Sweet Chestnut Bach Flower Remedy
Key Word - The light at the end of the tunnel | Bach Group - Despair & Despondency
What Does Sweet Chestnut Help With...
Sweet Chestnut’s gift is its ability to restore our connection to our Soul’s light and love. In the acute state those in need of Sweet Chestnut feel that they have reached the limits of their endurance and are at the end of the road. In this extreme state they feel an absolute and utter despair or hopelessness – a state of desolation in which they feel isolated from the rest of mankind. Often described as ‘the dark night of the soul’ this state can be experienced when the personality is faced with the challenge of confronting itself. The ‘back to the wall’ feeling is the result of the personality’s resistance to make the inner change necessary to move to the next level of consciousness, so this uncomfortable state can sometimes precede a big movement forward. Sweet Chestnut brings back the light and joy to life, dissolving the darkness.
- Latin Name - Castanea sativa
- Sweet Chestnut is prepared by the boiling method of potentisation
- Dr Bach placed Sweet Chestnut in the Despondency or Despair Group
Dr Bach’s Description of Sweet Chestnut
"For those moments which happen to some people when the anguish is so great as to seem to be unbearable. When the mind or body feels as if it had borne to the uttermost limit of its endurance, and that now it must give way. When it seems there is nothing but destruction and annihilation left to face."
From the Twelve Healers & Other Remedies - By Dr Edward Bach ( 1936 edition )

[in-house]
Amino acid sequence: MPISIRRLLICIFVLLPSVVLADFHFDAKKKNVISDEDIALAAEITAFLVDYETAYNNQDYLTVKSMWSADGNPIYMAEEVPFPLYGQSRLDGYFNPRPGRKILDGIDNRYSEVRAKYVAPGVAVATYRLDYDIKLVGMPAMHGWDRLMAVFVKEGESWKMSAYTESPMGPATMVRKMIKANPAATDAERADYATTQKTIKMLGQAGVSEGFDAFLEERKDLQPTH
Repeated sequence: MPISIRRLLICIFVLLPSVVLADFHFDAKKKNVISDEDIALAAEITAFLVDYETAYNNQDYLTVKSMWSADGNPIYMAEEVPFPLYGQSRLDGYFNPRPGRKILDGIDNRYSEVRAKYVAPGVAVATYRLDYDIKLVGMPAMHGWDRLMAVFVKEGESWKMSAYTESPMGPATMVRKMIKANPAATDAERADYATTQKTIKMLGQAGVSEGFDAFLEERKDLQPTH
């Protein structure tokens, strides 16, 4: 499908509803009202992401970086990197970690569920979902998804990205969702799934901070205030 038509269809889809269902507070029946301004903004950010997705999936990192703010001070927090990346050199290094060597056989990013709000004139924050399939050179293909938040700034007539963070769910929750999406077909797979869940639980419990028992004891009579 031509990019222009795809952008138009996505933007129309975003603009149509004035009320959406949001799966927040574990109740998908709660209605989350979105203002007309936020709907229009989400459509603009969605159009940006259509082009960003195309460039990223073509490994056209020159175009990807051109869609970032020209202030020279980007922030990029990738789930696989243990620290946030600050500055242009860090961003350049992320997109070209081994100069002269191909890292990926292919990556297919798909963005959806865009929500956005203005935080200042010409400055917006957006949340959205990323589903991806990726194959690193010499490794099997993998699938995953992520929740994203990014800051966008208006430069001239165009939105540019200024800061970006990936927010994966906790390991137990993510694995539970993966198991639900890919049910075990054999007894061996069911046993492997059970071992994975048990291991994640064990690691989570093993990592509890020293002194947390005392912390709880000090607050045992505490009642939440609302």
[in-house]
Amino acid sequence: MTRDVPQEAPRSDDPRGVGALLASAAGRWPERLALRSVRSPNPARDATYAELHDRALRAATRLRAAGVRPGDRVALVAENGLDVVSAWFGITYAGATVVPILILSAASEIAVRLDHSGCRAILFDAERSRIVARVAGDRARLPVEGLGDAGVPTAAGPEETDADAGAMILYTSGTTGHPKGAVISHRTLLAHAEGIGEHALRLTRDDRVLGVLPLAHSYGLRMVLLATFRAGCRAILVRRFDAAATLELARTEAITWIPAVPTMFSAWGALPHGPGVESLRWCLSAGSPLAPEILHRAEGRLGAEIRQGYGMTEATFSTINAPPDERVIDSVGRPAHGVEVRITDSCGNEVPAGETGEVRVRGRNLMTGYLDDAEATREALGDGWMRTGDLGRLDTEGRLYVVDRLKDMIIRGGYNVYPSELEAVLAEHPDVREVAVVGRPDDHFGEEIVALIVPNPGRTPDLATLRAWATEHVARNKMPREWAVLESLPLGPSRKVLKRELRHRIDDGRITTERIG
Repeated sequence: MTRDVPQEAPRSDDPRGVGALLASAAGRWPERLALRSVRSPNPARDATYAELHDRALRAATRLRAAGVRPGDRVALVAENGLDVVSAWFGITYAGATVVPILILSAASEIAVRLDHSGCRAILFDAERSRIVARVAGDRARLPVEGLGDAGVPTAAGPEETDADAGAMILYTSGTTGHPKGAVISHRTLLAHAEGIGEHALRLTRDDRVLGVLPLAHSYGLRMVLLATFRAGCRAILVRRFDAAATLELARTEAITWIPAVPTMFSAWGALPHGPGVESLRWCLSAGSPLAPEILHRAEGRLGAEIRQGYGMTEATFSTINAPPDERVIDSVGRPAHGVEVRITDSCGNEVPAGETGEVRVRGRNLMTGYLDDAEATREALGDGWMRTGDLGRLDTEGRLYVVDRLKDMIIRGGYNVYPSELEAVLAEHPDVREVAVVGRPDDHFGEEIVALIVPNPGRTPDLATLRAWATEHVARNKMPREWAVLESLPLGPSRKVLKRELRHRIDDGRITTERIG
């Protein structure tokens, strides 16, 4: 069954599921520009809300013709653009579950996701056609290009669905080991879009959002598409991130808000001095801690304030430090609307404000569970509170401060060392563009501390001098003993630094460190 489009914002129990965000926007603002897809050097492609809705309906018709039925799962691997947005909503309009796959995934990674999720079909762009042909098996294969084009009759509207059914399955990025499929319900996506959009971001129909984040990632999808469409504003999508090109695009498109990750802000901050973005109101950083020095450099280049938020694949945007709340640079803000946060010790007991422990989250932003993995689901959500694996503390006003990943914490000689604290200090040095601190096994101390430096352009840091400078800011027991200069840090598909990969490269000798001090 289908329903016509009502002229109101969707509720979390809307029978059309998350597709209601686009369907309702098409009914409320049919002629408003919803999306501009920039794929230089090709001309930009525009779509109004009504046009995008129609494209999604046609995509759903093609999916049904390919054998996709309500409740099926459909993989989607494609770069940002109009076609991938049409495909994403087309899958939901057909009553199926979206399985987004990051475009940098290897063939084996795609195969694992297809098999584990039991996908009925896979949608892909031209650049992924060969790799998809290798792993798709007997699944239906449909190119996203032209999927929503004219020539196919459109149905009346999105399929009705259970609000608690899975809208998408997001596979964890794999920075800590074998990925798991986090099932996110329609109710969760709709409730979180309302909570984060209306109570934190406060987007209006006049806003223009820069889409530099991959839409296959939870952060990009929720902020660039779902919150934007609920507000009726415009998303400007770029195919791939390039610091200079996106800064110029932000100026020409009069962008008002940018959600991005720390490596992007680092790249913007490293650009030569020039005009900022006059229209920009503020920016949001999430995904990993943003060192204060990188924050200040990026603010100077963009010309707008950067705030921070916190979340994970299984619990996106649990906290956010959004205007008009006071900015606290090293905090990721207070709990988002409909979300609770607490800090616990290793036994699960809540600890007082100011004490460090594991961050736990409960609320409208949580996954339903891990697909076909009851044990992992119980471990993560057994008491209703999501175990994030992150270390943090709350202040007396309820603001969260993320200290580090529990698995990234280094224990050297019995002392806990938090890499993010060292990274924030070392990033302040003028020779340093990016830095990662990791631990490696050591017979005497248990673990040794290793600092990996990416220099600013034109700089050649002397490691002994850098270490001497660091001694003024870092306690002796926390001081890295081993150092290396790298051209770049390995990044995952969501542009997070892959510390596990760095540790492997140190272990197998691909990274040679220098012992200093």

More Insights Into Sweet Chestnut
"Sweet Chestnut is related to the principle of deliverance. People in the negative Sweet Chestnut state are convinced that there is no longer hope for help. Considering the intensity of the suffering it involves, Sweet Chestnut is probably one of the most intense negative Soul states. It represents the apex of a crisis, but doesn't always present itself dramatically. It occurs more frequently on the inner planes, often without the affected person's awareness." The Encyclopedia of Bach Flower Therapy by Mechthild Scheffer
"Nora Weeks mentioned that Bach suffered from a virulent rash which burned and irritated incessantly throughout June and July but that was a small, outward, physical symptom of the mental and spiritual distress with which he was struggling. The Sweet Chestnut state, he wrote, is for 'when it seems there is nothing but destruction and annihilation left to face'. The very light of life has been extinguished: it has been called the dark night of the soul". Bach Flower Remedies Form & Function by Julian Barnard
"Dr Bach wrote thus about Sweet Chestnut: "It is the one (Remedy] for that terrible, that appalling mental despair when it seems the very soul itself is suffering destruction. [It is] the hopeless despair of those who feel they have reached the limit of their endurance." This is mental torture in the extreme. The mind has reached the point where it feels that it can bear no more. It has resisted the stress to the utmost; now all is a void, both in the past and in the future. For the mind and the body, exhaustion and loneliness is total." Illustrated Handbook of the Bach Flower Remedies by Philip Chancellor
The Despondency or Despair Group
Dr Bach placed his 38 Bach Flower Remedies in seven main groups. As mentioned, Sweet Chestnut is in the Despondency or Despair Group which contains the following remedies: Crab Apple - cleansing & purity, Elm - overwhelmed by responsibility, Larch - lack of confidence, Oak - the strengthener, Pine - feelings of guilt, unworthiness, Star of Bethlehem - shock, trauma, accidents, Sweet Chestnut - extreme anguish, despair and Willow - resentment, bitterness.